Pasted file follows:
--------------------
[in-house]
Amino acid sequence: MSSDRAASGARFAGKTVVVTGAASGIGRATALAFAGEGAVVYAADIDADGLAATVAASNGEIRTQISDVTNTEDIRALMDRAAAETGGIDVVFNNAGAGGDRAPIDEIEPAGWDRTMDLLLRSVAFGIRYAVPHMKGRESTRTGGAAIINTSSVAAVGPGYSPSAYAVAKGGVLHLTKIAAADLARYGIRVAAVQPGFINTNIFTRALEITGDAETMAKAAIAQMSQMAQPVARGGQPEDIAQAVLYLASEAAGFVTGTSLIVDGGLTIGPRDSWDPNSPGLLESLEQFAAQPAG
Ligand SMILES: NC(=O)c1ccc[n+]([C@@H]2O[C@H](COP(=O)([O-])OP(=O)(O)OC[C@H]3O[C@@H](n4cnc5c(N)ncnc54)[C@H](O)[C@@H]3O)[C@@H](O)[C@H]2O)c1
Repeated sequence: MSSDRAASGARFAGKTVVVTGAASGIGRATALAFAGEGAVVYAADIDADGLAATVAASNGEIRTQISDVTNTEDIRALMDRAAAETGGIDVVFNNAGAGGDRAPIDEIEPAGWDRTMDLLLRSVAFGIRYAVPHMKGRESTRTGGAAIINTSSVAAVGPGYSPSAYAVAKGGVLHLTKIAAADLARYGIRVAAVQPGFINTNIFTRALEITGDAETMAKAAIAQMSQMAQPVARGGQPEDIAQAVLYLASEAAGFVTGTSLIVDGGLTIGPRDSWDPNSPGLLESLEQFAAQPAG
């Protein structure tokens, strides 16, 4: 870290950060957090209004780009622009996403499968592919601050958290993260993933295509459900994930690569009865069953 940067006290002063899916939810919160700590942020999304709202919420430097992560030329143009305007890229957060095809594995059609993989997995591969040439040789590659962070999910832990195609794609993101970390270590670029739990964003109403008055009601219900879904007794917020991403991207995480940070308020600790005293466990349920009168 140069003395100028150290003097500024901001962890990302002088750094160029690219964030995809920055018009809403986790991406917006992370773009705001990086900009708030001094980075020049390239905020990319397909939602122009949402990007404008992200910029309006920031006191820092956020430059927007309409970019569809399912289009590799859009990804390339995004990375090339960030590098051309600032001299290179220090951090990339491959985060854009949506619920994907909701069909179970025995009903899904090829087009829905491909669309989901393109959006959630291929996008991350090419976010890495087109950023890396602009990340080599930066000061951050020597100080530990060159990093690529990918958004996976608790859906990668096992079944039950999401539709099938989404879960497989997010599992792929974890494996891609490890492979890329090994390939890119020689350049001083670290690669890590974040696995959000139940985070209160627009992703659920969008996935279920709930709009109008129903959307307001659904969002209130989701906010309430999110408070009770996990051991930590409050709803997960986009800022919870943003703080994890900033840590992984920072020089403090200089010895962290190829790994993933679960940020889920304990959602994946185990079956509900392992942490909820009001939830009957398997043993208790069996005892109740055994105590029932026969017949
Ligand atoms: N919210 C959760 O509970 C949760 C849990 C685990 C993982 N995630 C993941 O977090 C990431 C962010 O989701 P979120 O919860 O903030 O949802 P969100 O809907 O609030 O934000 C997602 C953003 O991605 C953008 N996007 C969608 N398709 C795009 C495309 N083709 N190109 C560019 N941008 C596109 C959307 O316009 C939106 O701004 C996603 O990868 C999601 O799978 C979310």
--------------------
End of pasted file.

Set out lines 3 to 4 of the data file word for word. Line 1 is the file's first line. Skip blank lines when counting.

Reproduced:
Ligand SMILES: NC(=O)c1ccc[n+]([C@@H]2O[C@H](COP(=O)([O-])OP(=O)(O)OC[C@H]3O[C@@H](n4cnc5c(N)ncnc54)[C@H](O)[C@@H]3O)[C@@H](O)[C@H]2O)c1
Repeated sequence: MSSDRAASGARFAGKTVVVTGAASGIGRATALAFAGEGAVVYAADIDADGLAATVAASNGEIRTQISDVTNTEDIRALMDRAAAETGGIDVVFNNAGAGGDRAPIDEIEPAGWDRTMDLLLRSVAFGIRYAVPHMKGRESTRTGGAAIINTSSVAAVGPGYSPSAYAVAKGGVLHLTKIAAADLARYGIRVAAVQPGFINTNIFTRALEITGDAETMAKAAIAQMSQMAQPVARGGQPEDIAQAVLYLASEAAGFVTGTSLIVDGGLTIGPRDSWDPNSPGLLESLEQFAAQPAG